Skull Rock

Skull Rock: the Inside Story

This story is the report written in 1972 for the Victorian National Parks Authority after visiting the island and entering the cave. The cave has been recently (2017) re entered by a film crew with climbers and museum staff to film an episode for Australia Coast.

Skull Rock or Cleft Island is a granite monolith 113.4m in height(Ports and Harbours,1959),situated in the Anser Group of islands west of Wilsons Promontory. The main feature of this island is a huge stage-like cave on the western side which gives the rock the appearance of a hollow shell. The floor of the cave is 30m above sea level and there is no easy access. It is quite certain that prior to 1972, no person had entered the cave, and to my knowledge only one person had managed to climb to the top of the rock. The surrounding cliffs form a solid barrier 30m to 60m in height and are quite insurmountable to all but experienced rock climbers.

Looking north to Wilsons Prom from the top of Skull Rock.

Looking north to Wilsons Prom from the top of Skull Rock.

Sea level cave beneath main cave. Main cave floor at 30m above sea level.

Sea level cave beneath main cave. Main cave floor at 30m above sea level.

For all these reasons, it seemed quite likely that the vegetation and fauna of the island would show little of the effects of man that have so changed the other islands of Bass Strait. With this in mind, Digby planned a visit to the island with a party of rock-climbers to survey the vegetation and fauna of the cave. The island is a part of the Wilsons Promontory National Park and we were grateful to receive permission from the National Parks Authority to attempt the climb. Brian Greer, then an Assistant Ranger of the Park, and resident at Tidal River, had his own boat and knew the waters around Wilsons Promontory quite well, we were grateful for his assistance and also that of Marjorie, his wife. She is also a doctor and the knowledge that she would be around when we made our attempt was quite comforting.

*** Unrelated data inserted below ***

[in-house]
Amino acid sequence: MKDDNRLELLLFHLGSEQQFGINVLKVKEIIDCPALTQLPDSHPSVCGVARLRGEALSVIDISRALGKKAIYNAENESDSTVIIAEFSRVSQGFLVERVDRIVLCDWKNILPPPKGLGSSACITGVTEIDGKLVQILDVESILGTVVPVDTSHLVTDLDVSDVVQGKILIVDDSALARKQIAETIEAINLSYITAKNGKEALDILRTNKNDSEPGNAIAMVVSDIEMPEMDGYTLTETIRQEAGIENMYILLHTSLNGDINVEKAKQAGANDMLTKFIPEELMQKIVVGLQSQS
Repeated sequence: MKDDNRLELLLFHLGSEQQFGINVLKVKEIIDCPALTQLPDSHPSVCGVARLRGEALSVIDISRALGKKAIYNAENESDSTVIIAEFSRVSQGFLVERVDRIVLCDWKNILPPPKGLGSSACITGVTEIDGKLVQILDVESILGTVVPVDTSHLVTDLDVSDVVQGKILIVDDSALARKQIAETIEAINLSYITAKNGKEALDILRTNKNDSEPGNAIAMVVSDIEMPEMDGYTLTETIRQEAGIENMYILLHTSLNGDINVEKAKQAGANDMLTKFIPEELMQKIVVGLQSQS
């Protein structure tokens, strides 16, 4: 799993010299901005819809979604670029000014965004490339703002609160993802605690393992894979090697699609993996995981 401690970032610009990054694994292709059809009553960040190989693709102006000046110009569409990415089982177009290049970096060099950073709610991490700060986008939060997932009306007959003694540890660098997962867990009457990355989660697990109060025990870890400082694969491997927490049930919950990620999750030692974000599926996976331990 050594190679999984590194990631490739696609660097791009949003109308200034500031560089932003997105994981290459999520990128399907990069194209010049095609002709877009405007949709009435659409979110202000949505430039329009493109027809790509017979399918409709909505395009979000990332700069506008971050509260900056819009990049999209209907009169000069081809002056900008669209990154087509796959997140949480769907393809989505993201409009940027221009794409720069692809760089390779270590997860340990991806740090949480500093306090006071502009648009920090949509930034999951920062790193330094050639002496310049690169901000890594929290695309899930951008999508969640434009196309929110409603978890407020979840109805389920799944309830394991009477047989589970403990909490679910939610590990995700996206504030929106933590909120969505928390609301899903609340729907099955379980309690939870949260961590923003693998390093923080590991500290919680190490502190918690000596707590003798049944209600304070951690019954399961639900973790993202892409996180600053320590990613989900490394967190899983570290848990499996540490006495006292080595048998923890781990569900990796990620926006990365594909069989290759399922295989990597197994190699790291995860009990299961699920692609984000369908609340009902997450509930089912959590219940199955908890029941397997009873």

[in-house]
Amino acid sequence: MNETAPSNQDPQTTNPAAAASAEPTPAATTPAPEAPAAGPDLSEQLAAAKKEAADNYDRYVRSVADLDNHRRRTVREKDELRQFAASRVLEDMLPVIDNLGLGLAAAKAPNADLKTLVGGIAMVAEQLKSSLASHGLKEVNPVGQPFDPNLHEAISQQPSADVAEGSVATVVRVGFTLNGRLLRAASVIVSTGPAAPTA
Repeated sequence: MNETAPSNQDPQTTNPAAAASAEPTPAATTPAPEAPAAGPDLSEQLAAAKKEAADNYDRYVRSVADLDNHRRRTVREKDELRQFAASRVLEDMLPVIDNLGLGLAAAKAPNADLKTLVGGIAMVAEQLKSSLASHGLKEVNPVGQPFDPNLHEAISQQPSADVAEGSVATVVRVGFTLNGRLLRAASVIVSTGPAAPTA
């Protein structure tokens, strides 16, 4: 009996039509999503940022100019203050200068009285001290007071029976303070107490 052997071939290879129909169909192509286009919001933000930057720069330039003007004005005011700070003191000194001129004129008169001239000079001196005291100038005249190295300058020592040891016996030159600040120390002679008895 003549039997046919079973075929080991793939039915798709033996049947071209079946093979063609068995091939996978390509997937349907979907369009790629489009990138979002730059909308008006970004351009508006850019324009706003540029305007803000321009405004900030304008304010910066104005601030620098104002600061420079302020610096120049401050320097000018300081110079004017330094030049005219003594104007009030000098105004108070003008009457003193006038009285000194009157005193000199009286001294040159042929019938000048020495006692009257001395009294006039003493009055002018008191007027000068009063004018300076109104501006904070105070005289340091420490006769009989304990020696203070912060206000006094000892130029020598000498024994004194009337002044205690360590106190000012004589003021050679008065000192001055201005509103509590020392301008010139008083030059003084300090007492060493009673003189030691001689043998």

Getting worried by the size of the cave.

Getting worried by the size of the cave.

The access chimney and horizontal ledge we used to access the top of the rock. The cave is on the other side.

The access chimney and horizontal ledge we used to access the top of the rock. The cave is on the other side.

After many false starts during which the weather blew up and made the landing impossible, we were eventually able to gain a tenuous foothold on the rock on the 10th of November,1972. After several hours of difficult climbing, we were standing above the cliffs looking down on Brian’s tiny boat 113m below us. Having gained so much it was still a matter of an hour’s hard work to descend to the cave on the other side of the rock. This involved a 30m. abseil followed by a pendulum swing of about 10m. across the blank rock face. These techniques enabled us to swing sideways into the cave. We could carry very little in the way of sampling gear, and we could not stay long, so our biological observations are necessarily scanty. Once inside, the full extent of the huge amphitheatre became apparent. The single cavity has no subsidiary channels and the symmetry of the domed roof is nearly perfect. The cave mouth is about 130m. across and 60m high. The cavern goes back into the rock for about 50m. Its sheer size and the restless sea surging against its base 30m. below made us feel very insignificant.

Inside the cave. Salt mound to right, dune to left.

Inside the cave. Salt mound to right, dune to left.

The plants visible from sea level on the lower lip of the cave proved to only grow on the outward side of a frontal dune stretching across the mouth of the cave. Behind the dune the cave floor drops 7m. and is composed of bare sandy grave1. Toward the rear of the cave is a small flat area of dry green algae, on the lowest portion of the floor. This area is a drainage focal point for any windblown spray and rain, as two small drainage channels running down from the dune testify. On either side of this mossy area and against the back wall of the cave are two semi-conical hills, 7m. in height and 10m. in radius. These apparently consist of solid salt and their surface layers are strewn with the remains of many birds. So firmly are these embedded in the salt that any attempt at removal inevitably resulted in their destruction, but remains found elsewhere in the cave are probably similar to those “lost” to the salt. The salt mounds have probably been caused by windblown sea spray, the water evaporating to leave the salt. The biological contents contained within the mounds could be ascertained by means of a sample trench dug into the side. This could lead to information regarding the avian fauna of Bass Strait in past times.

Skull cave

Digby is just visible standing in the entrance to the upper cave.